This website uses cookies for anonymised analytics and for account authentication. See our privacy and cookies policies for more information.





The voice of Scotland’s vibrant voluntary sector

Published by Scottish Council for Voluntary Organisations

TFN is published by the Scottish Council for Voluntary Organisations, Mansfield Traquair Centre, 15 Mansfield Place, Edinburgh, EH3 6BB. The Scottish Council for Voluntary Organisations (SCVO) is a Scottish Charitable Incorporated Organisation. Registration number SC003558.

New funding to support children with sight loss

This news post is over 7 years old
 

​Lottery cash means two new support workers to help children with sight loss

Support for newly diagnosed blind and partially sighted young people is to be boosted by a major Big Lottery Fund grant to the country's largest sight loss charity.

RNIB Scotland has been awarded nearly £400,000 to employ two support workers in west and central Scotland.

The three-year pilot project will deliver emotional and practical support to help families come to terms with a child's sight loss.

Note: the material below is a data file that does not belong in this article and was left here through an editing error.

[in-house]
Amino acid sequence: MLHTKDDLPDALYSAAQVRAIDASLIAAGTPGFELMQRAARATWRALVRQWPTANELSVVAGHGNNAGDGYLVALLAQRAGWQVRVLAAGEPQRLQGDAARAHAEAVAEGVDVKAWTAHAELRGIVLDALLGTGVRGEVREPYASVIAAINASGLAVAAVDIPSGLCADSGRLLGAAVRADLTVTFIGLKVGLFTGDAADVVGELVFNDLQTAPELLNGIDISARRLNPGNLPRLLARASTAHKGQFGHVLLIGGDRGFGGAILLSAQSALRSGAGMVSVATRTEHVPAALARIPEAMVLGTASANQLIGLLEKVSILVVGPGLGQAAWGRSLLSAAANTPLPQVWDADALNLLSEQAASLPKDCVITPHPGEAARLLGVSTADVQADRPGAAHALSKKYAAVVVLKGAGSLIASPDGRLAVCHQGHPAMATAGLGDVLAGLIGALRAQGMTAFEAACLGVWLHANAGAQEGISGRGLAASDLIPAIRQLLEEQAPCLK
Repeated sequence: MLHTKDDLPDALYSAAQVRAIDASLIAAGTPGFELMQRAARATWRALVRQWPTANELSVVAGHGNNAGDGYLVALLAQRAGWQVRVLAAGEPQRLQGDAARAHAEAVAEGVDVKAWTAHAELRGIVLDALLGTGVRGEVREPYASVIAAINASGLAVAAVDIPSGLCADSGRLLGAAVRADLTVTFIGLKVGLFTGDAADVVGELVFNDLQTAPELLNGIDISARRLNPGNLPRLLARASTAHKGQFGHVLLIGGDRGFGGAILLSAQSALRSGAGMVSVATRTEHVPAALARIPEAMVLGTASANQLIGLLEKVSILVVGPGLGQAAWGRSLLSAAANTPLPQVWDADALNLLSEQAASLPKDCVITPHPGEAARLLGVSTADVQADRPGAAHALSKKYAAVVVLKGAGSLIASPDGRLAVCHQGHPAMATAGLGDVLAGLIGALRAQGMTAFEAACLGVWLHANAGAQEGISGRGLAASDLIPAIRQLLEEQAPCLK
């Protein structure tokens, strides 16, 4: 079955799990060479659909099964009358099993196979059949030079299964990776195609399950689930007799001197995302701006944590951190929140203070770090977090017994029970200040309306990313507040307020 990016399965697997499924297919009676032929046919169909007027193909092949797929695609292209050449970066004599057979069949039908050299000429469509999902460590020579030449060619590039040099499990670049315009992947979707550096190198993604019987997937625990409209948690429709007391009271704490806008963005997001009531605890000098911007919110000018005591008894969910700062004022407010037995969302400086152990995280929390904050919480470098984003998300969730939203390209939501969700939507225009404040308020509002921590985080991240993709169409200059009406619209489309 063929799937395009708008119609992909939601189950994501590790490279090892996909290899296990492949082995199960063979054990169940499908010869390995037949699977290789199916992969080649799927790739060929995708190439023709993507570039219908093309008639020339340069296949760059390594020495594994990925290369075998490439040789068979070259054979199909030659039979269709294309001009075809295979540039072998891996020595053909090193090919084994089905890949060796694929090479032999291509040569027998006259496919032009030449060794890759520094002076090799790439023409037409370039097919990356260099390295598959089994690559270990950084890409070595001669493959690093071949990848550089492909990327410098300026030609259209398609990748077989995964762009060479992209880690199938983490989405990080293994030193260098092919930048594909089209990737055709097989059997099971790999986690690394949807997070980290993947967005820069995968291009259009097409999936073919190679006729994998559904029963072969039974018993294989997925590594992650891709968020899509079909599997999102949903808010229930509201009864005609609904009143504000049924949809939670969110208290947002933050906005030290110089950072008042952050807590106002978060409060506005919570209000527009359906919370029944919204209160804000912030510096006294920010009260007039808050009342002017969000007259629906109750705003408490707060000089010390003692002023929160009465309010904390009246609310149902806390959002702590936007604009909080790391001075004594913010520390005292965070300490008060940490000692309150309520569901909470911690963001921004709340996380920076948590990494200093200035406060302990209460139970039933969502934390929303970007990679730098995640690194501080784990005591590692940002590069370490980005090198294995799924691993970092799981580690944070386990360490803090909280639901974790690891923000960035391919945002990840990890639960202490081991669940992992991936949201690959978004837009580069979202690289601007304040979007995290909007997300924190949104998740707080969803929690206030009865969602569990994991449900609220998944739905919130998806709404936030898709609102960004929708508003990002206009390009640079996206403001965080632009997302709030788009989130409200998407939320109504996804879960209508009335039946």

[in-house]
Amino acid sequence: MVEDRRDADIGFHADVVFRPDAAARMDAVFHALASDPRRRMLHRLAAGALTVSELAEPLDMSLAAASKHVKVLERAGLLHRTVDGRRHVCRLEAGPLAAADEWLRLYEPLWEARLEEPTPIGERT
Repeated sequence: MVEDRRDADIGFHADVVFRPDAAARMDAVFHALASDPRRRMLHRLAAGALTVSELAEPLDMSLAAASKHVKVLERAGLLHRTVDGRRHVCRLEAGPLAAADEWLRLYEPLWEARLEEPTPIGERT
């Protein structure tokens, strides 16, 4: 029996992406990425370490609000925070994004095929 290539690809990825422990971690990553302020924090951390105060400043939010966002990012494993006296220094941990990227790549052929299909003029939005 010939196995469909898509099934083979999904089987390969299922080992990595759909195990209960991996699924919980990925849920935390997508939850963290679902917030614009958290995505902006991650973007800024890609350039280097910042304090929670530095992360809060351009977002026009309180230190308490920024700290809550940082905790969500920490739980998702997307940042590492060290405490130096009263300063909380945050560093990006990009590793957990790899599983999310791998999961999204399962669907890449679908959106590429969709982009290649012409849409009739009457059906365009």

Currently around 3,000 people under the age of 20 in Scotland live with a significant visual impairment.

Dominic Everett, education and family services manager for RNIB Scotland, said: "For many parents, learning that their child has a visual impairment can be a huge shock. It can be a hugely difficult and emotional time.

"The most common question they ask is 'what can my child see, and what can I do to help?’

I think we would have struggled without RNIB Scotland's help

"This award will allow us to provide wider, personalised help, when it is most needed, to newly diagnosed children across 14 local authority areas. It will ensure they develop the strategies and skills for success in life.

"We will help families to enable their child to maximise their personal independence."

The charity will work on play strategies, which can help children to improve their social skills, make sense of their environment, and improve their confidence.

Kim and John Somerville's family live in Stenhousemuir. Their 13 year-old son Kyle has no sight in his left eye and the condition Nystagmus in his right eye.

"When we first learned of Kyle's eye condition we had no idea how much it would affect all our lives," Kim said.

"One of the first things we were given advice on by RNIB was mobility and making our home safe for Kyle by installing more lighting and other simple things.

"We were also given advice on which benefits Kyle would be entitled to, which meant I could stay at home to look after him.

“I think we would have struggled without RNIB Scotland's help."

Big Lottery Fund Scotland chair Maureen McGinn added: "This is life-changing money that will benefit those people and communities most in need.”

 

Comments

Be the first to comment.